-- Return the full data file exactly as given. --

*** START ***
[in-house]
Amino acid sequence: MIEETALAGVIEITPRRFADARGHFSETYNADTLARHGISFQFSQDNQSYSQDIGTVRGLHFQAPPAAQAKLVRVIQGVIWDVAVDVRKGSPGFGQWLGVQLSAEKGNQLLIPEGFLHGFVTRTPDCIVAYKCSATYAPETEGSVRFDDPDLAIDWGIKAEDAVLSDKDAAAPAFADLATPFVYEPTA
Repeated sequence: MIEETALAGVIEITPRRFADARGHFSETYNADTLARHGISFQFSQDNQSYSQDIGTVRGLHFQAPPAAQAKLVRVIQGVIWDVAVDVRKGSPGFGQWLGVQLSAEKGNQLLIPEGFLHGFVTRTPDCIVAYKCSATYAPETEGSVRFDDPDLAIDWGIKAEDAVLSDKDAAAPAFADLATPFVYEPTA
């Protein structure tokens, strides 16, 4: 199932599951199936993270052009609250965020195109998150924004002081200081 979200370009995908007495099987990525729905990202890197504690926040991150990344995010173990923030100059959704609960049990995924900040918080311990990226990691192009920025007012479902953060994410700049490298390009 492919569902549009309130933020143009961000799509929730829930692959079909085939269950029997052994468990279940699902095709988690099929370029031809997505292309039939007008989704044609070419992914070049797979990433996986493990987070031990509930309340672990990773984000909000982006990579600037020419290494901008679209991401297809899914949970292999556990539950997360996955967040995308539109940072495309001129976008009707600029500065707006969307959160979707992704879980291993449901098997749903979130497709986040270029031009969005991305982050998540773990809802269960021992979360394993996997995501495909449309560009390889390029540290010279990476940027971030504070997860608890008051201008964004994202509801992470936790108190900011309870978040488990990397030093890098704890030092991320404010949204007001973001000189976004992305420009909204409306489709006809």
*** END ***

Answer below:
[in-house]
Amino acid sequence: MIEETALAGVIEITPRRFADARGHFSETYNADTLARHGISFQFSQDNQSYSQDIGTVRGLHFQAPPAAQAKLVRVIQGVIWDVAVDVRKGSPGFGQWLGVQLSAEKGNQLLIPEGFLHGFVTRTPDCIVAYKCSATYAPETEGSVRFDDPDLAIDWGIKAEDAVLSDKDAAAPAFADLATPFVYEPTA
Repeated sequence: MIEETALAGVIEITPRRFADARGHFSETYNADTLARHGISFQFSQDNQSYSQDIGTVRGLHFQAPPAAQAKLVRVIQGVIWDVAVDVRKGSPGFGQWLGVQLSAEKGNQLLIPEGFLHGFVTRTPDCIVAYKCSATYAPETEGSVRFDDPDLAIDWGIKAEDAVLSDKDAAAPAFADLATPFVYEPTA
């Protein structure tokens, strides 16, 4: 199932599951199936993270052009609250965020195109998150924004002081200081 979200370009995908007495099987990525729905990202890197504690926040991150990344995010173990923030100059959704609960049990995924900040918080311990990226990691192009920025007012479902953060994410700049490298390009 492919569902549009309130933020143009961000799509929730829930692959079909085939269950029997052994468990279940699902095709988690099929370029031809997505292309039939007008989704044609070419992914070049797979990433996986493990987070031990509930309340672990990773984000909000982006990579600037020419290494901008679209991401297809899914949970292999556990539950997360996955967040995308539109940072495309001129976008009707600029500065707006969307959160979707992704879980291993449901098997749903979130497709986040270029031009969005991305982050998540773990809802269960021992979360394993996997995501495909449309560009390889390029540290010279990476940027971030504070997860608890008051201008964004994202509801992470936790108190900011309870978040488990990397030093890098704890030092991320404010949204007001973001000189976004992305420009909204409306489709006809």